Will Our Brains Survive the Digital Age?

In a new series devoted to the effects of our reliance on digital devices in this modern world, the NY Times takes a serious look at the collateral damage in “Your Brain on Computers”. Citing such cognitive calamities as memory loss, a weakening in our ability to focus, an increase in impatience, and fractured thinking, the expose draws on the expertise of psychologists, neuroscientists and communications specialists to warn us of the possible dangers of being too connected.

All of the digital technology available to us today: smartphones, e-readers, workstations, netbooks, and game players, to name a few, make us more prone to multitask. Several of the articles argue that multitasking, while in and of itself is very useful, can lead to sloppy work and an increase in mistakes made. Inundated by a plethora of information, the multitasker finds it hard to separate the vital details from the irrelevant ones. Many of the experts believe that the multitasker is less likely to be able to focus and is easily distracted, even after their tasks are completed.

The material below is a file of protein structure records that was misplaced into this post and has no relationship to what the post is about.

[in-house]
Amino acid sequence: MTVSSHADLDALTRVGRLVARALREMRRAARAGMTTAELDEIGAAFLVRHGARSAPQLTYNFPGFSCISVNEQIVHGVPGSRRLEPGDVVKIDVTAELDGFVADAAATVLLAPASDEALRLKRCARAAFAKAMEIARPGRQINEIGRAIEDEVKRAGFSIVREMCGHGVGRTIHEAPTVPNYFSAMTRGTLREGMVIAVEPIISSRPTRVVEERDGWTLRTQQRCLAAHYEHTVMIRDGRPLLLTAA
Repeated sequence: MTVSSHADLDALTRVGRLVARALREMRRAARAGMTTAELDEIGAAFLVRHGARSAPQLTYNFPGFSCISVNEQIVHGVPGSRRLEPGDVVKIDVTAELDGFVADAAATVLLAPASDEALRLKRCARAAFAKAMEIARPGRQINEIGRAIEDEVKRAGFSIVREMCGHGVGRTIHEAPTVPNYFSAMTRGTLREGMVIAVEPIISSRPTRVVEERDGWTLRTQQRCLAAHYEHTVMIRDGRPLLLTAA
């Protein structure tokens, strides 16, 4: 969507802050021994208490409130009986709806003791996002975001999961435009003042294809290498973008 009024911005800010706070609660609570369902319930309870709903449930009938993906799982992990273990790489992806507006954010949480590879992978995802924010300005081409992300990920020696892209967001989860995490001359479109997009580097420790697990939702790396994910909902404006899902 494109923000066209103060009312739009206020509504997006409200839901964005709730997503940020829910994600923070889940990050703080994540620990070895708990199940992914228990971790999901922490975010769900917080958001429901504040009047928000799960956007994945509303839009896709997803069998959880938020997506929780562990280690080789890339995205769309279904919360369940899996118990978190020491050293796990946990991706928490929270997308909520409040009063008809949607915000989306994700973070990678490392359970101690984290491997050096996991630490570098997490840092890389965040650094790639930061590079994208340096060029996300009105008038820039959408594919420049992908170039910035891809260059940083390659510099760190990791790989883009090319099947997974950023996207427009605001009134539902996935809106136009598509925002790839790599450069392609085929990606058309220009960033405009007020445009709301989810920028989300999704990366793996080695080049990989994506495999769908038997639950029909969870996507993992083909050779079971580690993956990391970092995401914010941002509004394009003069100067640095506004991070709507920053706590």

Then there is the drug of that next ding indicating you have mail, luring you back to the screen and away from what you are currently working on. Or the flashing notice of a tweet. Or the buzzing of your smartphone with a new text. All of these invade your focus, fracturing your train of thought, and eliciting a dopamine response within your brain similar to the fight/flight adrenaline of our ancestors. These chemical responses create stress on your brain, causing shallow thinking, reduced creativity and weakened concentration.

One thing that most of the experts agree on is the necessity for technology users to impose a sort of digital detox on themselves. Living life unplugged for some portion of the day can increase the brain’s ability to recover from the ravages of information overload. By concentrating on one thing, such as reading a book or immersing yourself in a hobby, the brain is given time to relax and break habits formed by constantly answering the siren call of a digital device.